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Cladus: Eukaryota
Supergroup: Opisthokonta
Regnum: Animalia
Subregnum: Eumetazoa
Cladus: Bilateria
Cladus: Nephrozoa
Cladus: Deuterostomia
Phylum: Chordata
Subphylum: Vertebrata
Infraphylum: Gnathostomata
Superclassis: Osteichthyes
Classis: Actinopterygii
Subclassis: Neopterygii
Infraclassis: Teleostei
Superordo: Scopelomorpha
Ordo: Myctophiformes
Familia: Neoscopelidae - Myctophidae




* Nelson, Joseph, S. (2006). Fishes of the World. John Wiley & Sons, Inc. ISBN 0471250317.
* Myctophiformes Report on ITIS
* FishBase link : ordo Myctophiformes (Mirror site)

Vernacular names
日本語: ハダカイワシ目
Polski: świetlikokształtne


Myctophiformes is an order of ray-finned fish consisting of two families of deep-sea marine fish, most notably the highly abundant lanternfishes (Myctophidae). The blackchins (Neoscopelidae) contain a handful of species in three genera, while the bulk of the family belongs to the Myctophidae, with over 30 genera and almost 250 species.[1]

The scientific name means "Ateleopus-shaped", from Ateleopus (the type genus) + the standard fish order suffix "-formes". It ultimately derives from Ancient Greek myktér (μυκτήρ, "nose") + óphis (ὄφῖς, "serpent") + Latin forma ("external form"), the Greek part in reference to the long, slender and heavy-headed shape of these fishes.[2]
Description and ecology

These smallish fishes inhabit the pelagic and benthopelagic zones of the deep sea. They are laterally compressed and usually have photophores (light organs). The eyes are large, in some decidedly huge, and generally directed straight sideways. The mouth also quite large and located at the tip of the snout; its gape extends to below the eyes or even beyond. They have an adipose fin. The pelvic fin has 8 rays in most myctophiforms, and the number of branchiostegal rays is usually higher than 6 and lower than a dozen.[1]


The two families of the Myctophiformes are:[3]

* Myctophidae – lanternfishes
* Neoscopelidae – blackchins

The order Myctophiformes is anatomically similar to the grinners (Aulopiformes), but their pharyngobranchials and retractor muscles are more plesiomorphic. It was also allied with the more advanced spiny-rayed Teleostei (e.g. Paracanthopterygii) as "Ctenosquamata". These apomorphically have a fifth upper pharyngeal toothplate and a third internal levator muscle to move it, and molecular data also supports the long-held view that these two lineages are at least closely related. Other sources ally them with the Lampriformes, which are often placed in a monotypic superorder "Lampridiomorpha". In a similar fashion, separation of the Myctophiformes in superorder "Scopelomorpha" has been proposed. The Aulopiformes, meanwhile, are usually considered to be closer or even among the Protacanthopterygii, one of the core groups of moderately advanced teleosts. As modern taxonomy tries to avoid a profusion of small taxa, and the delimitation of the Euteleostei (Protacanthopterygii sensu stricto and their allies) versus "Ctenosquamata" such as the Paracanthopterygii remains uncertain, the systematics and taxonomy of the Myctophiformes among the teleosts are in need of further study.[4]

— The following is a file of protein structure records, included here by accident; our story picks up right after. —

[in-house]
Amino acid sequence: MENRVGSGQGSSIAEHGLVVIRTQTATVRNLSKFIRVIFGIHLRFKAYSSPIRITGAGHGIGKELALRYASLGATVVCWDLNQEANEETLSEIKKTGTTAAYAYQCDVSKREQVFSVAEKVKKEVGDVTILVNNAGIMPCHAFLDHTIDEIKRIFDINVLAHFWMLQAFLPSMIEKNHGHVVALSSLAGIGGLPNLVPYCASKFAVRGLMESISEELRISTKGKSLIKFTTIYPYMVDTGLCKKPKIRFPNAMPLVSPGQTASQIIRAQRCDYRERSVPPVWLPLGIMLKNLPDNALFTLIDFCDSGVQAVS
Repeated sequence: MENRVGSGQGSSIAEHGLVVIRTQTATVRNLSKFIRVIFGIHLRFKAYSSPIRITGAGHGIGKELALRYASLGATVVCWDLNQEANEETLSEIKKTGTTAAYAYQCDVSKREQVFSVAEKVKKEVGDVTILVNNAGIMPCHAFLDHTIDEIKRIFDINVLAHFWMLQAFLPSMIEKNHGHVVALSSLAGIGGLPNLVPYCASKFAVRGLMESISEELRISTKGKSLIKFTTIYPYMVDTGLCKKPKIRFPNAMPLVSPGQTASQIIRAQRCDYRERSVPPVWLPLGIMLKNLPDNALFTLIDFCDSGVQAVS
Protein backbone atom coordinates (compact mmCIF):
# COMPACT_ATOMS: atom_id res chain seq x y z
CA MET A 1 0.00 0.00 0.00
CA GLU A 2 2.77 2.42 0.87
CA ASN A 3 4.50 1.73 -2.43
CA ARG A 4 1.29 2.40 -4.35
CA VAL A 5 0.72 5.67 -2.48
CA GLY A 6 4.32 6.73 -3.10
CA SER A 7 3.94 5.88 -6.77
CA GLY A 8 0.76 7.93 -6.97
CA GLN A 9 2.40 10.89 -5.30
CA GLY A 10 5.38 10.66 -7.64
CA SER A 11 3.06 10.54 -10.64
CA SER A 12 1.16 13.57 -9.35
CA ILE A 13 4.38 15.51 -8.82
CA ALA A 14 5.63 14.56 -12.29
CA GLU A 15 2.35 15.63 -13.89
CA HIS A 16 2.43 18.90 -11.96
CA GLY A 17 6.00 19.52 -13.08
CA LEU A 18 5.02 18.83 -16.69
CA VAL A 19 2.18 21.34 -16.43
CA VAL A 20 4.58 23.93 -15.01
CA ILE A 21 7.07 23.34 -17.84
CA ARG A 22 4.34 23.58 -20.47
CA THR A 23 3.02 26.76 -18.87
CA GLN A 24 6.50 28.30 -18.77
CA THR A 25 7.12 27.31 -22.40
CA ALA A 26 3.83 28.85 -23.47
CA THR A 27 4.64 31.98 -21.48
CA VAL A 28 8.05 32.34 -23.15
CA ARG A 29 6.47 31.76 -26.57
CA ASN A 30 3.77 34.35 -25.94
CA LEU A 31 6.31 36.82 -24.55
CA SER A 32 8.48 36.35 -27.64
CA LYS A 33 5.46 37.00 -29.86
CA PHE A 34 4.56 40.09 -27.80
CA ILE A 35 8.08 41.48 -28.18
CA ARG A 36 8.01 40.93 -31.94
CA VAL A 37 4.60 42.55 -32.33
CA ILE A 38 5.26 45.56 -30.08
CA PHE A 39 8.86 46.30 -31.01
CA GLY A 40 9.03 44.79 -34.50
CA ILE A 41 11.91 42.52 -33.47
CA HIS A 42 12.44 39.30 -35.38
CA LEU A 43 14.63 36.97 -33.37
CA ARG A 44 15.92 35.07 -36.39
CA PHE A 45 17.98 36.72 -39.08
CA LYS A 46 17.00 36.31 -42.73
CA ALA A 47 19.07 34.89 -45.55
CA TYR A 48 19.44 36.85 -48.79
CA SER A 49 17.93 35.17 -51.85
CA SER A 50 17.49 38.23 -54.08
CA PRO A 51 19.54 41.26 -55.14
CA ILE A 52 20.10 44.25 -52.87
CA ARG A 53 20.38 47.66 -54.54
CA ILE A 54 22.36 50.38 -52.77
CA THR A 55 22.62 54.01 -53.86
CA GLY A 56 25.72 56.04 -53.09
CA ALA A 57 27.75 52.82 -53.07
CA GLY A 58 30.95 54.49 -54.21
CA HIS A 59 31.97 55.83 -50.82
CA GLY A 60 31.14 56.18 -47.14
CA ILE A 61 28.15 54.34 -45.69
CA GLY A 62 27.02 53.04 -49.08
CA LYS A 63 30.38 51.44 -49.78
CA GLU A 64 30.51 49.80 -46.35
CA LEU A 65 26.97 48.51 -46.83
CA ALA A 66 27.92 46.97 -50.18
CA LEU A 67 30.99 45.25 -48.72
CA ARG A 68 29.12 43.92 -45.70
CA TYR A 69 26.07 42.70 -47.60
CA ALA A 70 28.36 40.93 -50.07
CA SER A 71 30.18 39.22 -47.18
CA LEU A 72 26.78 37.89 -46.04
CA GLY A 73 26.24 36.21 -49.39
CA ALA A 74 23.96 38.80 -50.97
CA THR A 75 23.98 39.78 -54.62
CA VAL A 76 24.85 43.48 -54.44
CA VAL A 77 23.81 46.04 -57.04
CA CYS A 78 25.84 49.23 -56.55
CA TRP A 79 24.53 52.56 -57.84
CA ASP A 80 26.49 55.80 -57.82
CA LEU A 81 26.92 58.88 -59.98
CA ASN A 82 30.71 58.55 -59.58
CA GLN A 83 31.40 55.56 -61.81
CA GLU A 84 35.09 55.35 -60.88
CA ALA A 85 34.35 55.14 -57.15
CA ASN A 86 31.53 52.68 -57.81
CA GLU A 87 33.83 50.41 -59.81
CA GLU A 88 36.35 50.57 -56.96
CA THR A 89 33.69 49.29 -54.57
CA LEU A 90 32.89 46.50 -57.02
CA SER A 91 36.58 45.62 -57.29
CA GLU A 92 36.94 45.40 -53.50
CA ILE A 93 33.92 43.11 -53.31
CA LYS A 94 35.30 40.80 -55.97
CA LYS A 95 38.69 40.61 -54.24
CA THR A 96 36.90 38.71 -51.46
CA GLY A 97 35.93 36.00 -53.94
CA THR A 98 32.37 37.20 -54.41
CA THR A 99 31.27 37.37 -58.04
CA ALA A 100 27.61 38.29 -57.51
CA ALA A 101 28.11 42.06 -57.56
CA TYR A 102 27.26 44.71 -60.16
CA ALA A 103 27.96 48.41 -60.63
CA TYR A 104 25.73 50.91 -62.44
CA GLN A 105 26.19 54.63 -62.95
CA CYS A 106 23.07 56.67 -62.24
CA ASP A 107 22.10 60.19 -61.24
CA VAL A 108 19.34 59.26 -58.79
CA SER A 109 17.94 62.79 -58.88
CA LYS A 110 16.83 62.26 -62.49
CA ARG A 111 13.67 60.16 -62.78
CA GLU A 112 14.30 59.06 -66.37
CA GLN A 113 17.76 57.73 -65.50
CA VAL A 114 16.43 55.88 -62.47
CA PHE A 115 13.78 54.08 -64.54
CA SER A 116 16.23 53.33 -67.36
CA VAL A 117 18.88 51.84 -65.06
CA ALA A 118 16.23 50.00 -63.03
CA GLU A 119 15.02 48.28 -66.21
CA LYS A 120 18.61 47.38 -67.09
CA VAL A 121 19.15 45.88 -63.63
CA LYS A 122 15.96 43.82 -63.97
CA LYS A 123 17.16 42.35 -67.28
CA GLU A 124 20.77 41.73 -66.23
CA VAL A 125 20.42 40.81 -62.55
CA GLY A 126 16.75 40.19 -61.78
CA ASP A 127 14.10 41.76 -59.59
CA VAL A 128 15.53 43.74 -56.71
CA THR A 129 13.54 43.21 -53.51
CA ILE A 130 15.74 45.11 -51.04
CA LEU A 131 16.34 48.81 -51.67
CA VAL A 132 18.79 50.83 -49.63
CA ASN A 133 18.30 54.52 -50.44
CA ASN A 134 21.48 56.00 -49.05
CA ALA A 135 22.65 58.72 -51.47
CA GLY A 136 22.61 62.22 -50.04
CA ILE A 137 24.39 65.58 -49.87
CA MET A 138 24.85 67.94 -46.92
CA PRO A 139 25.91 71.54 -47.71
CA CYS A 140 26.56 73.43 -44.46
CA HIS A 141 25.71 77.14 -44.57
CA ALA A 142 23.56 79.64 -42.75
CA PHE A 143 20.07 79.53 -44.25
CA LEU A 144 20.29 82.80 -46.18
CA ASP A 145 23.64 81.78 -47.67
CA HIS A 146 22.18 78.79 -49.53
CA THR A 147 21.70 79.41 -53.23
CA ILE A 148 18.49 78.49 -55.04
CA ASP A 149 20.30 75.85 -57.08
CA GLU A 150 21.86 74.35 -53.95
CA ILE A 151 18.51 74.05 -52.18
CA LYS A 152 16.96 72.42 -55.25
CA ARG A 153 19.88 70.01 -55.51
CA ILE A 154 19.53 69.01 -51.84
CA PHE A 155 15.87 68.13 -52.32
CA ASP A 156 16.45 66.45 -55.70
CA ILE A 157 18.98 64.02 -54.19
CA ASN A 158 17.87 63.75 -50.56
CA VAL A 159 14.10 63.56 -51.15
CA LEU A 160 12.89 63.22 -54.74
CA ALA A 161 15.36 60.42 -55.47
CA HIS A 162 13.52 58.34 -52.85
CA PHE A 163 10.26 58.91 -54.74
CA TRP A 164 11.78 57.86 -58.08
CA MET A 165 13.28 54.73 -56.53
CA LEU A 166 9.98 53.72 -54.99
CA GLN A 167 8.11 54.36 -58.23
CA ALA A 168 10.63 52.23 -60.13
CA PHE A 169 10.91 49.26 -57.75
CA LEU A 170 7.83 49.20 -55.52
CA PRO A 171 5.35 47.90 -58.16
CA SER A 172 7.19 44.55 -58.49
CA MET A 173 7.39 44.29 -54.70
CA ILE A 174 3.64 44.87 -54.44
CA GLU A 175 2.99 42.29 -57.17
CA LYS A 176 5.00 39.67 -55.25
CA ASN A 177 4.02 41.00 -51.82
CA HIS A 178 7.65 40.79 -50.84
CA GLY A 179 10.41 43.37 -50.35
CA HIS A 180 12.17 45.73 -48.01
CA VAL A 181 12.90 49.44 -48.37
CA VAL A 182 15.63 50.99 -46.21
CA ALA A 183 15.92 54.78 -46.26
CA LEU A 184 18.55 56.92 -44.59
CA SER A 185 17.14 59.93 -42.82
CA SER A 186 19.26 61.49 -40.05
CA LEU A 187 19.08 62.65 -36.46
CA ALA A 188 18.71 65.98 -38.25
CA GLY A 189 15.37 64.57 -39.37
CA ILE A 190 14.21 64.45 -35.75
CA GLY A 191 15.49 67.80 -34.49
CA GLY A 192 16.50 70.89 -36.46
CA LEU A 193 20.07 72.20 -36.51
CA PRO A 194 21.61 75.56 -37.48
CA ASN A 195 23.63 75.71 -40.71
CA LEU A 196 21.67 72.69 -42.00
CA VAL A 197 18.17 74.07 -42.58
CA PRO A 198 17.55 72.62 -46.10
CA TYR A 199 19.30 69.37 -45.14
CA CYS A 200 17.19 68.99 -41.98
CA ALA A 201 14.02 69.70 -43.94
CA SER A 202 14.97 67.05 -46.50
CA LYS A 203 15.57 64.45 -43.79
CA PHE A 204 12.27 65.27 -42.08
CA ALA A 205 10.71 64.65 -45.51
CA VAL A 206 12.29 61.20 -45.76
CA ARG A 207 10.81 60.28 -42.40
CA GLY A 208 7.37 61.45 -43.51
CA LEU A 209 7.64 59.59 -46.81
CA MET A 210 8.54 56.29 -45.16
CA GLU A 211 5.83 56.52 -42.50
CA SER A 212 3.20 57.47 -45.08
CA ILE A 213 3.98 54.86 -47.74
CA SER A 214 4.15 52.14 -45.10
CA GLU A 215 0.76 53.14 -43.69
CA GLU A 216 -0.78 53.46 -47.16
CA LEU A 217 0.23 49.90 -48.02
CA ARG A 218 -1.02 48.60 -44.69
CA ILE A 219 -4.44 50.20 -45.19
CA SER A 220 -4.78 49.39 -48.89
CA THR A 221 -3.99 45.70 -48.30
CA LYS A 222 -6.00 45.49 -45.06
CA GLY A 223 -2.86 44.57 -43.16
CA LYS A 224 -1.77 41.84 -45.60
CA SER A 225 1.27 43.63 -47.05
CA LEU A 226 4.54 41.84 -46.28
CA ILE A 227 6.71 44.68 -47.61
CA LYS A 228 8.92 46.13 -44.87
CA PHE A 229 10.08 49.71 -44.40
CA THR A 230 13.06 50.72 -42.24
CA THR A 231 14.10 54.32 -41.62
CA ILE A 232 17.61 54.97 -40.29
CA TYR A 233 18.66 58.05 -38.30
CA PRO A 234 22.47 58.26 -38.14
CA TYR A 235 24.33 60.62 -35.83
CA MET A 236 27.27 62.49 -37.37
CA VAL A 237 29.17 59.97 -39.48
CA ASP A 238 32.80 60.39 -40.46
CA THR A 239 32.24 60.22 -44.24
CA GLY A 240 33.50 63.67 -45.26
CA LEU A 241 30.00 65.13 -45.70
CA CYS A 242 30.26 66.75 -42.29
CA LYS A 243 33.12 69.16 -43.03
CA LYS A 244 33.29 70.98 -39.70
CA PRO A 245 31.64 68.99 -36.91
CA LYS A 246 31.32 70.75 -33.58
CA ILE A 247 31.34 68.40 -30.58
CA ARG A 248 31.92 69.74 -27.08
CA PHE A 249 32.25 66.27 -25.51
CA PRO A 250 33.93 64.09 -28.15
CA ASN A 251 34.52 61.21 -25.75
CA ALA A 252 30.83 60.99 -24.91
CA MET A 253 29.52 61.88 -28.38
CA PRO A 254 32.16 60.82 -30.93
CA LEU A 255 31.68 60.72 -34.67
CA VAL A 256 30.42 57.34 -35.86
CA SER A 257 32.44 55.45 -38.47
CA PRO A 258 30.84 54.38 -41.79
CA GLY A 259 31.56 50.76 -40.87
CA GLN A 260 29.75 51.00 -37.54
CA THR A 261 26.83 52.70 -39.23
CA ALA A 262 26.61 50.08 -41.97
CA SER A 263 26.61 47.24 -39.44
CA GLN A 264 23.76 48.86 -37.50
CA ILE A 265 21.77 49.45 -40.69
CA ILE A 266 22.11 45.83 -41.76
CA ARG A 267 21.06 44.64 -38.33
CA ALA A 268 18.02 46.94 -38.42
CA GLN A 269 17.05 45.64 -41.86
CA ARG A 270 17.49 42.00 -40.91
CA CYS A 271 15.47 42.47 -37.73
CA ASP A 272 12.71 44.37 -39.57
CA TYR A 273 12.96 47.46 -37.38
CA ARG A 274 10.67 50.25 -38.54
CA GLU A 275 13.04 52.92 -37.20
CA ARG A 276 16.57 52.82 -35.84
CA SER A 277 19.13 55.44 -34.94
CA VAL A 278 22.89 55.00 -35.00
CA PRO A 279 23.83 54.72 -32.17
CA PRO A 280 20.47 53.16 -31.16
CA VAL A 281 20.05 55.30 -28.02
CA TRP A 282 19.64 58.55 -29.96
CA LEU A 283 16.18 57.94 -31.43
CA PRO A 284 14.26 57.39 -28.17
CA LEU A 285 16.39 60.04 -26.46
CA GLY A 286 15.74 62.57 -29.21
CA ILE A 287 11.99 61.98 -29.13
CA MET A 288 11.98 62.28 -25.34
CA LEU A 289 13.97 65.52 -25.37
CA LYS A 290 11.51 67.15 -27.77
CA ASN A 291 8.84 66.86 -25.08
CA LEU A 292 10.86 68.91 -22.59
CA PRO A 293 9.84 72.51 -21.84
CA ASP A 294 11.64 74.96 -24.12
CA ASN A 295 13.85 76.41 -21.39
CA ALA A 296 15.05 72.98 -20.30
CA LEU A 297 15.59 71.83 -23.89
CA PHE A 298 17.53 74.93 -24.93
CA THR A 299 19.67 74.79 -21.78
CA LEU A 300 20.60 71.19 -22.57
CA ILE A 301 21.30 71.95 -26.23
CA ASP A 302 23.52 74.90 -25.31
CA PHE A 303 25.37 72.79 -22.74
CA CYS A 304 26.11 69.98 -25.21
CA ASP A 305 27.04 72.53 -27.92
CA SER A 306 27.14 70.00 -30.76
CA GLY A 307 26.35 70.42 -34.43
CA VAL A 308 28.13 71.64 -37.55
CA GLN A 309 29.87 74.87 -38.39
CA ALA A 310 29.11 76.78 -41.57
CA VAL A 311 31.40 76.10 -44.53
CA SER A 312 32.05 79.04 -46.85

1. ^ a b Nelson (2006): p.223
2. ^ Woodhouse (1910), Glare (1968-1982), FishBase (2006)
3. ^ FishBase (2006)
4. ^ Nelson (2006): p.223, Diogo (2008)


* Diogo, Rui (2008): On the cephalic and pectoral girdle muscles of the deep sea fish Alepocephalus rostratus, with comments on the functional morphology and phylogenetic relationships of the Alepocephaloidei (Teleostei). Anim. Biol. 58(1): 23-29. doi:10.1163/157075608X303636
* FishBase (2006): Order Myctophiformes. Version of 2006-OCT-09. Retrieved 2009-SEP-28.
* Glare, P.G.W. (ed.) (1968-1982): Oxford Latin Dictionary (1st ed.). Oxford University Press, Oxford. ISBN 0-19-864224-5
* Nelson, Joseph S. (2006): Fishes of the World (4th ed.). John Wiley & Sons, Inc. ISBN 0471250317
* Woodhouse, S.C. (1910): English-Greek Dictionary - A Vocabulary of the Attic Language. George Routledge & Sons Ltd., Broadway House, Ludgate Hill, E.C. Searchable JPEG fulltext

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Source: Wikispecies, WIkipedia: All text is available under the terms of the GNU Free Documentation License